Blunsdon Market manager Maurice Mapson, 68, recently handed Prospect Hospice the latest £10,000 of the almost £60,000 he has raised for the organisation at a stall selling car boot sale left-overs. He is married to Margaret and the couple have two children and five grandchildren.

“IT’S just my motto,” said Maurice Mapson, “to help other people. There are people suffering in the world who need help.

“Prospect provides one of the best services in the world, I think. There are units there where families can stay when a person is in their last stages.

“I’ve had a few friends and a few market traders who’ve gone into the Prospect and I think to myself, ‘We supported Prospect and they supported us’.

“It’s peaceful. You feel that peace as soon as you walk through the door.

“The warmth is there, and the people who run it are very, very nice. They invite you in, offer you a cup of tea, have a chat.” Maurice, who is originally from Stratton, first began raising money for what was then simply the Prospect Foundation – the hospice in Wroughton had yet to open – for a very personal reason.

More than 40 years ago his mother, Rita, died at the old Victoria Hospital and he never forgot the compassion of those who looked after her. “I started with a cardboard box. I just started putting all my loose change in it. I used to take it up to the Victoria Hospital, to the shop up there, where they were doing voluntary work.”

By that time Maurice, whose father was a railway worker, was established in the market business.

Early in his working life, he was made redundant by hi-fi firm Garrard. Maurice joined logistics firm Howard Tenens, only for the redundancy axe to fall again.

At 21 he decided to work for himself in the market trade, starting at the old Sunday market club at Blunsdon.

“It was a hard start but I never looked back afterwards.”

Maurice had a stall selling an ever-changing array of household items, made a success of it and eventually became market manager.

He then ran a series of his own markets at locations including Amesbury, Cavendish Square and the Link Centre.

He returned to Blunsdon as manager in 2004 and has been in charge ever since.

He had always encouraged charity stalls on markets, and not long after coming back to Blunsdon he noticed that a lot of good but unsold car boot sale stock was being thrown away.

Some sellers couldn’t face the drudgery of packing it all up and taking it home again.

“I looked at it and I thought: ‘I could re-salvage that.’ So we started saving the bits and pieces until we had a lot of stuff. The management gave me a stall free of charge. We had a 50 pence honesty box. We don’t get time to work there ourselves because we have our jobs to do.”

Items are carefully sorted by Maurice and his fellow volunteers before going on the stall, and barring the odd foreign coin finding its way into the honesty box, the system works well.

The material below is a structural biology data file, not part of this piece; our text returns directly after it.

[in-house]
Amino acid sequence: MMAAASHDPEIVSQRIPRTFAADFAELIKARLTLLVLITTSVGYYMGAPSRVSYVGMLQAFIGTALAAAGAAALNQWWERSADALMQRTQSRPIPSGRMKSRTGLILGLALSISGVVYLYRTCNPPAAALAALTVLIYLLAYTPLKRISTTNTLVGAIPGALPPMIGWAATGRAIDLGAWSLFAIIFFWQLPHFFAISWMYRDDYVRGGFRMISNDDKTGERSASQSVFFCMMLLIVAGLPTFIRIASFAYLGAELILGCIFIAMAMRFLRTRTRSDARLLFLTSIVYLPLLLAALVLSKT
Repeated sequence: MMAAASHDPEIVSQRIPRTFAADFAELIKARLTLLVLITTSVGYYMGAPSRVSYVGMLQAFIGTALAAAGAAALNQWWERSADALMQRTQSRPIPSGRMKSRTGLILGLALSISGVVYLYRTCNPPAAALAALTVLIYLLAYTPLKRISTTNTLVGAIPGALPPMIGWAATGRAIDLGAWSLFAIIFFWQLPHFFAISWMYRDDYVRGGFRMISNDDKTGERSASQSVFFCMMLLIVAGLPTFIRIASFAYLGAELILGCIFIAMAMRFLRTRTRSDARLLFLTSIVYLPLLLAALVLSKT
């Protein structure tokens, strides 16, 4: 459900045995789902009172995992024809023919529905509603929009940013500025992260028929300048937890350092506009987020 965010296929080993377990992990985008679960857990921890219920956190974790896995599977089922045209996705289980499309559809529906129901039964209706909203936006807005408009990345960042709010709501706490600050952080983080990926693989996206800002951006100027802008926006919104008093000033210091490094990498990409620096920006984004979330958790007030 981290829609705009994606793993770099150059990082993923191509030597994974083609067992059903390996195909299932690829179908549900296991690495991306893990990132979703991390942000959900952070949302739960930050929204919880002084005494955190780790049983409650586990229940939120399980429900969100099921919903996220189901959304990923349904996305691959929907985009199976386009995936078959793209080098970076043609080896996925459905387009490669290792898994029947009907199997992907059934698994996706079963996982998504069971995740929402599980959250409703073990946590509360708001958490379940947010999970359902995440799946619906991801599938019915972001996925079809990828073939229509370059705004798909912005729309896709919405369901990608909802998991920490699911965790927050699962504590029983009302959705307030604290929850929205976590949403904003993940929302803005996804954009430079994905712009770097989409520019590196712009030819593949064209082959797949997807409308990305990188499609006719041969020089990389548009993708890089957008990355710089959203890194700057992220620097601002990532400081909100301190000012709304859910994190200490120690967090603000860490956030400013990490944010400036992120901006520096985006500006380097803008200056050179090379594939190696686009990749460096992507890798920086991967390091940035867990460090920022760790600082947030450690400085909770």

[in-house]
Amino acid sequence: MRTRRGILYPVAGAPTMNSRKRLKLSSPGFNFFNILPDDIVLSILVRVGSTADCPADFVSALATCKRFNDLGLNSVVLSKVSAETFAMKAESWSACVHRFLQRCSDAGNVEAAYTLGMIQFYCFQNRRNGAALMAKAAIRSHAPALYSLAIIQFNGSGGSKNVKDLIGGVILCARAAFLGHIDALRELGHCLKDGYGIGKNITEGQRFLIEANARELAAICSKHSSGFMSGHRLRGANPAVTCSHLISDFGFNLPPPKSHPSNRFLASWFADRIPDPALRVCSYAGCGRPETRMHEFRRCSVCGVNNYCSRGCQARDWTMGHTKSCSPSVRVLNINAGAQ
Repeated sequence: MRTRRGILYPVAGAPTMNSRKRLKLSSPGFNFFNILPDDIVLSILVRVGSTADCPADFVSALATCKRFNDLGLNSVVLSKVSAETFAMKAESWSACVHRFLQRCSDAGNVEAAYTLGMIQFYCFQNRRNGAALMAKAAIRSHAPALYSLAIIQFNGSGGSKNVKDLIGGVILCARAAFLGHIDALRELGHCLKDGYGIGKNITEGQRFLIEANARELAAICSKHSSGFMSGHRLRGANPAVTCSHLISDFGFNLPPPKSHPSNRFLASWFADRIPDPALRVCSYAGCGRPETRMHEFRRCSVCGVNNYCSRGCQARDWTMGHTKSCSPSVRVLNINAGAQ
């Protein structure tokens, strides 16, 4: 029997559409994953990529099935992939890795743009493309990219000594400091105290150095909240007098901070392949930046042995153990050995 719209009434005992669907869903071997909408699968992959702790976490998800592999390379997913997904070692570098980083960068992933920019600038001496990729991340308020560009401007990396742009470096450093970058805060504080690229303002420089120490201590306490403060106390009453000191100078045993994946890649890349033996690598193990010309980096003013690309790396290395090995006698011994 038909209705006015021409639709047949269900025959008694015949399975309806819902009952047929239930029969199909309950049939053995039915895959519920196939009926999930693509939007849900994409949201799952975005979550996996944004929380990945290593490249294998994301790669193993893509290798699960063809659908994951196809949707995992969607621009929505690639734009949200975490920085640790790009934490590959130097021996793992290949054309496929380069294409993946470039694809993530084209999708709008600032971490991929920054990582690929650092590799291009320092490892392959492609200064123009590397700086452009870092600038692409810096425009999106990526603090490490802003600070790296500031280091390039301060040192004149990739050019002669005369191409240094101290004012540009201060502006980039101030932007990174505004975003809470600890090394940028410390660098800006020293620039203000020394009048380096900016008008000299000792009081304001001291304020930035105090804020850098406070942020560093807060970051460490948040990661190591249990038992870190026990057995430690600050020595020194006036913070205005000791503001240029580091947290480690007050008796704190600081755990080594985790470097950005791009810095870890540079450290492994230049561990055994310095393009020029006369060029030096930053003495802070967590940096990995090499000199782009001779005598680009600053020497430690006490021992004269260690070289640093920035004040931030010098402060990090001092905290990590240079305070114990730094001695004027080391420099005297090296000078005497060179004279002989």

“There are a lot of main dealers coming along to that stall. Some put extra money in because they know it’s a good value thing.”

Maurice strongly believes that businesses should support good causes whenever they can, and that the world would be a better place if more did.

“All the charities work hard. A lot of businesses could do more for them.

“When I see the people at the hospice, I’ve helped that person and I’ve helped their family – that’s the way I look at it.”

He is also a strong believer in the value of markets to communities.

The 26 traders at Blunsdson sell everything from food to beds and from washing machines to hardware.

There is a chemist, three tea bars and two butchers. The butchers, like many market traders according to Maurice, are ahead of the current environmentalist curve when it comes to eliminating wasteful packaging.

“Most of the meat goes in bags,” he said. “It’s all fresh – they just cut it and bag it.”

There are a number of challenges to the trade in 2018, such as wholesalers being overwhelmed by the demands of high street discount chains, and the growing public fondness for paying by card rather than cash. Some traders are reluctant to make the necessary technological leap.

Another challenge, for Blunsdon at least, are occasional unfounded rumours that the market is to close.

On a positive note, many customers are loyal, drawn by old fashioned, unhurried customer service and a fondness for bargains.

Maurice gives an example: “The quality of the bread is better than in the supermarkets.

“Years ago, the bargains were at the market, but these days people think the bargains are at the shops.

“They think they’re getting a bargain but they buy two for the price of one and then chuck one away because it’s too much for them.

“There’s plenty of future here as long as we keep the traders here, and to keep the traders here we need the support of the public.”